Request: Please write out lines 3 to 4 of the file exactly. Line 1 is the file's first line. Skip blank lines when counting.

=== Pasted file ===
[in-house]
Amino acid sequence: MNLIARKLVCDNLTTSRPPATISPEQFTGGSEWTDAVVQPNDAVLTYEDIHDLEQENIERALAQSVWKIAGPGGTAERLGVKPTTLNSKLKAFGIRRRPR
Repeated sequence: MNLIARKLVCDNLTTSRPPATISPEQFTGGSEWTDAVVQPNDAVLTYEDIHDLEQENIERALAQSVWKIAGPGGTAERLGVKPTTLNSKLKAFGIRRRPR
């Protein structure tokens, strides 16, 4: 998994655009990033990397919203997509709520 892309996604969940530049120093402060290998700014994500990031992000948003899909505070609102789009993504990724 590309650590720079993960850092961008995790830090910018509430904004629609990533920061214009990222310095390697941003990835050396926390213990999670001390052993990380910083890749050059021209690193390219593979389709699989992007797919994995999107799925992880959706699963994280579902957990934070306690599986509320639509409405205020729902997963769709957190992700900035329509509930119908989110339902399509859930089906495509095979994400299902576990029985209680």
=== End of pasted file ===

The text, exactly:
Repeated sequence: MNLIARKLVCDNLTTSRPPATISPEQFTGGSEWTDAVVQPNDAVLTYEDIHDLEQENIERALAQSVWKIAGPGGTAERLGVKPTTLNSKLKAFGIRRRPR
């Protein structure tokens, strides 16, 4: 998994655009990033990397919203997509709520 892309996604969940530049120093402060290998700014994500990031992000948003899909505070609102789009993504990724 590309650590720079993960850092961008995790830090910018509430904004629609990533920061214009990222310095390697941003990835050396926390213990999670001390052993990380910083890749050059021209690193390219593979389709699989992007797919994995999107799925992880959706699963994280579902957990934070306690599986509320639509409405205020729902997963769709957190992700900035329509509930119908989110339902399509859930089906495509095979994400299902576990029985209680």